Wellness Blast Thai-ish Soup Recipe

Being a season of viruses, we’ve definitely been cooking up some antiviral recipes lately that can be prepared with or without meat. Late spring is sort of the beginning of the winding down of our veggie season at ARTfarm, but ingredients can be sourced from other local farms or your own backyard Victory Garden. The recipe ingredients list seems long here, but in these days of social distancing we thought it best to give people lots of options and substitutions. It’s mostly a lot of chopping and preps quickly.

Our ginger and turmeric have such tender skins they don’t need peeling. Just wash, chop and go!

We will be presenting a series of articles on starting a small home garden for those of you who have been asking us what to plant and when. Stay tuned on our website, we’ll be offering some information and also soon put up a signup sheet if you’d like to attend a Zoom videoconference class with local experts from UVI’s Cooperative Extension Service to answer more of your questions on starting a home garden.

Tom Khing Michi-Gai Phak*

(Ginger Not-Chicken Coconut Soup)

Feeds about 3 hungry people who really love soup. We usually double it.
10 minutes prep time, 40 minutes cook/simmer time.

This is a garden veggie heavy/homemade sort of homage to one of ARTfarm family’s all time favorite Asian soups: Galangal Chef Kenneth Biggs’ Tom Kha Gai soup. We are substituting ginger and turmeric for Chef’s galangal root and adding more veggies.

The coconut is nourishing and anti-viral, the turmeric color is cheerful, the gingery warmth of the rich smooth broth and onions and chili peppers (if desired) help open the sinuses without acidity, the customizable, whatever-you’ve-got-available veggies make it hearty; it’s just soothing and lovely. The citrus tang and floating cherry tomatoes added at the end offer little pops of sweet vitamin blasts and the cilantro is cleansing to the body.

This recipe is verrry adjustable. You can make it with some, or all, or substitutions for, the various chopped vegetables and herbs in this recipe. Tiny white Japanese enoki or bonapi mushrooms are a fun texture in this if you can get them, but any (or no) mushrooms will do. (Mushrooms may have anti-viral qualities!) This is traditionally a chicken recipe and we’ve suggested tofu or a light milder fish like mahi or wahoo to substitute, but you can make it without – it still has such a rich broth and holds up well if you add other veg.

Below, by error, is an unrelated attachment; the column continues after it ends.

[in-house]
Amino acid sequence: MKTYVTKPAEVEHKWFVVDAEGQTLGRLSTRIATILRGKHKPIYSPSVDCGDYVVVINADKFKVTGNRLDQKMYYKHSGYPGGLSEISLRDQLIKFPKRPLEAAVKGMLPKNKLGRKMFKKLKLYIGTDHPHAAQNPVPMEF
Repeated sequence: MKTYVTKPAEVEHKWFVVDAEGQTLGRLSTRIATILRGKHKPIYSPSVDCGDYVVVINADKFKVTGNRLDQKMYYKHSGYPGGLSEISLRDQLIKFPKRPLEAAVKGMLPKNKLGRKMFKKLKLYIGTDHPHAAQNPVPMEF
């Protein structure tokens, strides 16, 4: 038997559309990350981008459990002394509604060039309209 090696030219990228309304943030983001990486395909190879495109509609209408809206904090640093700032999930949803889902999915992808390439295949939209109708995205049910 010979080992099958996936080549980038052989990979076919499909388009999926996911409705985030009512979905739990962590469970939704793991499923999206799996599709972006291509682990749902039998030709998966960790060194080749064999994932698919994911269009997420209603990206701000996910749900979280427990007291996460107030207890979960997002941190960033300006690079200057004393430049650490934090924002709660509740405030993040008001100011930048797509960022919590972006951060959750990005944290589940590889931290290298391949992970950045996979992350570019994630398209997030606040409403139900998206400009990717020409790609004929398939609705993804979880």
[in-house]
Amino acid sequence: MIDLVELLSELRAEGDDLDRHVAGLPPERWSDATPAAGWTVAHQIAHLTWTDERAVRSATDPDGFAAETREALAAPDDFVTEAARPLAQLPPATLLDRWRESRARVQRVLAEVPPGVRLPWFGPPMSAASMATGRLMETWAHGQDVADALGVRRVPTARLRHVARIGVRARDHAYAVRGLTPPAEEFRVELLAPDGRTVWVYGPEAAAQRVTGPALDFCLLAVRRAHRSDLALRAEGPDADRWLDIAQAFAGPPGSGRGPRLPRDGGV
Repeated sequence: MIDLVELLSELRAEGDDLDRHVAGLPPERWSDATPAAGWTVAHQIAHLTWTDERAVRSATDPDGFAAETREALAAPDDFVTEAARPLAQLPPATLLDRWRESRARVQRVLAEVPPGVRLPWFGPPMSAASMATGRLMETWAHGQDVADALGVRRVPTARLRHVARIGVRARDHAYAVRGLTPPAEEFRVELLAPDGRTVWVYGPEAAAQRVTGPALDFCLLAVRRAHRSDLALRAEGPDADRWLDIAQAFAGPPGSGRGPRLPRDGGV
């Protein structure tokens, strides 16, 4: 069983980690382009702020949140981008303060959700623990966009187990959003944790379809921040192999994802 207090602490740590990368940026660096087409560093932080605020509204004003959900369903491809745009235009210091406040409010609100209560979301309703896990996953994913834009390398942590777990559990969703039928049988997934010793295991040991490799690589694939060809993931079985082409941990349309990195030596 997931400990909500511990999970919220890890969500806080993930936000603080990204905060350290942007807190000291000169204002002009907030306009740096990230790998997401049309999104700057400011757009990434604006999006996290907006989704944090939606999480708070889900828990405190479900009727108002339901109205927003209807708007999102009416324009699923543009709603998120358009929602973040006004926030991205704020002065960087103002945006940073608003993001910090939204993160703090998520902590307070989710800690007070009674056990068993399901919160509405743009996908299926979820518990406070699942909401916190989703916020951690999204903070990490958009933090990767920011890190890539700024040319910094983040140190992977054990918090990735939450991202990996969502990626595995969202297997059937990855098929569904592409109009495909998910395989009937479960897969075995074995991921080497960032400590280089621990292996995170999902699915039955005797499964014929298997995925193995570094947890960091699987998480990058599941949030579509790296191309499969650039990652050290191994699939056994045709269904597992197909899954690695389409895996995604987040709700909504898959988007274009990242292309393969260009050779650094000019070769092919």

Ingredients

2 stalks fresh lemongrass, tough outer layers removed
1 one inch piece (a man thumb) baby ARTfarm ginger, grated, no peeling necessary
1 one inch piece (a man thumb) baby ARTfarm turmeric, grated, no peeling necessary
3 large kaffir lime leaves
1 – 2 sprigs Thai basil
1 sour orange or other large citrus: all the juice and a tiny bit of the skin oil or zest
6 cups broth – veggie or whatever you’ve got
1 lb. your favorite protein: a pack of firm tofu, cut into 1” or smaller pieces
– or – chicken (boneless breast or thigh), sliced into thin strips
– or – mahi or wahoo, cubed
1 large onion, sliced thin into crescent moons
8 oz. mushrooms (Japanese or whatever you’ve got)
1 13.5-oz. can coconut milk well shaken**
– or – make fresh coconut milk!!! (Crucian Contessa’s recipe)
2 Tbsp. fish sauce (such as nam pla or nuoc nam)
– or – a slurry of 2 Tbspn. miso paste dissolved in some of the broth
– or – 2 Tbsp. Bragg’s Aminos to taste

1/2 pint cherry tomatoes
1-4 finely chopped Thai chili peppers to taste
1/4 cup fresh chopped cilantro leaves with tender stems
a few sour orange or lime wedges (for garnish, if you’re feeling fancy)

——–optional add-ins (we do all of them!!)——-
* 1 cup pumpkin, sliced thin then cubed into chunks
* 1/2  bunch cooking greens (radish tops, kale, chicory etc.), remove hard center ribs, cut leaves into 1″ pieces or julienned
* 4-5 seasoning peppers, seeded and sliced
* 1 bunch radishes or turnips, washed, root sliced into coins, use the tops as greens
* 2 medium bell peppers, seeded and thinly sliced

How to make it

  1. Using the back of a knife, lightly smash lemongrass; fold and bundle it up to about 4-5″ long, to fit in a large sauce pan. Add the broth and bring to a boil. Reduce heat and simmer until flavors are melded, 8–10 minutes. Pull out the lemongrass with tongs and discard, and add microplaned/grated ginger and turmeric to the hot broth.
  2. Add tofu and your big pile of chopped onions, pumpkin, greens, (and seasoning pepper if desired), and return to a boil. Reduce heat, add mushrooms and citrus juice, and simmer, skimming occasionally, until cooked through and onions and pumpkin are soft, 20–25 minutes.
  3. For the last five minutes, turn the heat to low and add radish coins, bell peppers, (chicken/fish if applicable). Simmer until the protein is cooked through, about 3-5 minutes. Ladle some of the hot broth into a teacup and add your miso, stirring until liquified.
  4. Mix in coconut milk, your brown flavor sauce option (fish sauce/miso slurry/aminos), tiny leaves of Thai basil, and kaffir lime leaves. Heat through.
  5. Divide soup among bowls. Serve with garnishes: cherry tomatoes, thinly sliced pieces of thai chili peppers, cilantro, and citrus wedges. OMG it’s so good. If you have any hint of a cold this nutritious soup will blast it out of you!!

 

*thanks Google Translate. Apologies to Thai people. Hopefully we haven’t said something rude.

** Chef Ken’s coconut tip: if you purchase canned coconut milk, check the fat content (in grams per can, not the percentage). Look for something in the 10+ grams range. Less than that, it can come out too thin – and sometimes canned coconut milk contains emulsifiers that can give it a weird mouth feel.

 

Gratitude Season – OPEN Wednesday Nov 21st, 3pm

The epic rains of early November 2018 brought epic rainbows. In this case, leading to the arresting sculpture of Niarus Walker.

Halloween flew by like a tropical bat, Diwali brought us its hopeful message of good defeating evil, and the elongated election season is nearly over; it is time to turn our thoughts back to family, gratitude, the simple things.